By Dr Shailendra Bahadur Singh
Last week’s news of a Chinese couple’s audacious plot to set up a mini-state in the Republic of the Marshall Islands by allegedly bribing members of parliament and officials was deeply disturbing: if successful, it could have seen the creation of a ‘semi-autonomous region’ on the remote Rongelap Atoll to expand foreign access to the Marshall Islands, according to reports.
Even more absurd than the scheme itself was how far the pair were able to get before they were busted. As reported by the BBC, a bill supporting the plan actually made it into parliament in 2018, where it was defeated by then president Hilda Heine’s government. Heine went as far as to accuse the bill’s promoters of working for China to turn the Marshalls into a ‘country within a country’. However, after Heine’s loss in the 2019 election, the new parliament endorsed the concept in 2020, paving the way for its establishment.
As it is often rightly argued, island countries’ sovereignty and their right to do business with whomever they please should be respected. However, this case demonstrates that sovereignty can put at risk by the very people entrusted with safeguarding it, which is why any such dealings should not be above question, and scrutinising them should not be seen, or portrayed, as a breach of sovereignty.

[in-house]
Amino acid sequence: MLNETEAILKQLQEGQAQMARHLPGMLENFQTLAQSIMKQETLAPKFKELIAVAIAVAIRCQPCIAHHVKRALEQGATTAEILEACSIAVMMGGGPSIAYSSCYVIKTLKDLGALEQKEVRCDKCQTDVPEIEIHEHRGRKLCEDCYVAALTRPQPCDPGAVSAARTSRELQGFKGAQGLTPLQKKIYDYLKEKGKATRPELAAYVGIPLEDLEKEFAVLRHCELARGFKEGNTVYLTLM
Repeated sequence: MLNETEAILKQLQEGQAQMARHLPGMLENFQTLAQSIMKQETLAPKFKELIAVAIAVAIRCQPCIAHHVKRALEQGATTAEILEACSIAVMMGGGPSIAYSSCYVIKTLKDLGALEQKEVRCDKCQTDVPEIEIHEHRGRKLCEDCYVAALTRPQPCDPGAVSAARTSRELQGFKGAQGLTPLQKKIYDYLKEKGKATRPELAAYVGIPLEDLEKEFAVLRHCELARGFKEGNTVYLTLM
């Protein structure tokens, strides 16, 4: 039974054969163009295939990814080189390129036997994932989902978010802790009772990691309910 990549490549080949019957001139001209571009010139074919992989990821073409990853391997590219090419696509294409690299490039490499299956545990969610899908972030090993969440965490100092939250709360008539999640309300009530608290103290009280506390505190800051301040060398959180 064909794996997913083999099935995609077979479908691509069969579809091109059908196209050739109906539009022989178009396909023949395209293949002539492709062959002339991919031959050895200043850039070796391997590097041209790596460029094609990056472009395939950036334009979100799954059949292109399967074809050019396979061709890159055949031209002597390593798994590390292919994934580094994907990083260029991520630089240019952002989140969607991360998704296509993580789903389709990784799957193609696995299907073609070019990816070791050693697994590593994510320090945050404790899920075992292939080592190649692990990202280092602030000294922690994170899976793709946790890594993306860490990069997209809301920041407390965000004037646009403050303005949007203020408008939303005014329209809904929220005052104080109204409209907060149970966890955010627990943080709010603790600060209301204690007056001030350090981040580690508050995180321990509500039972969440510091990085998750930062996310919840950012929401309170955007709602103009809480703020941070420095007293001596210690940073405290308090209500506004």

According to the charge sheet, Cary Yan and Gina Zhou bribed several Marshall Islands lawmakers with US$7,000 to US$22,000 to support the scheme. Yan also invested in a private business venture on behalf of one official, who then appointed Yan as a ‘special adviser’ on Rongelap. Both Yan and Zhou became naturalised Marshall Islands citizens.
Despite the seriousness of the case, the Marshall Islands government has ignored opposition calls for clarification, which is puzzling; in such situations, a quick and unequivocal response can help clear the air and allay undue suspicions. On the other hand, a non-responsive attitude creates public distrust and disquiet—particularly when it’s a question of threats to territorial integrity by a potentially corrupt, treasonous undertaking.
Contrary to Heine’s claims in 2018, there is no clear indication of China’s direct involvement, although the charge sheet indicates a typical Chinese strategy of conducting business by building personal connections, sometimes with elements of chequebook diplomacy. Besides cash bribes, the accused paid for the travel, accommodation and entertainment of Marshallese lawmakers to Hong Kong for a conference to establish the ‘Rongelap Atoll Special Administration Region’. One official gave a speech in praise of the concept.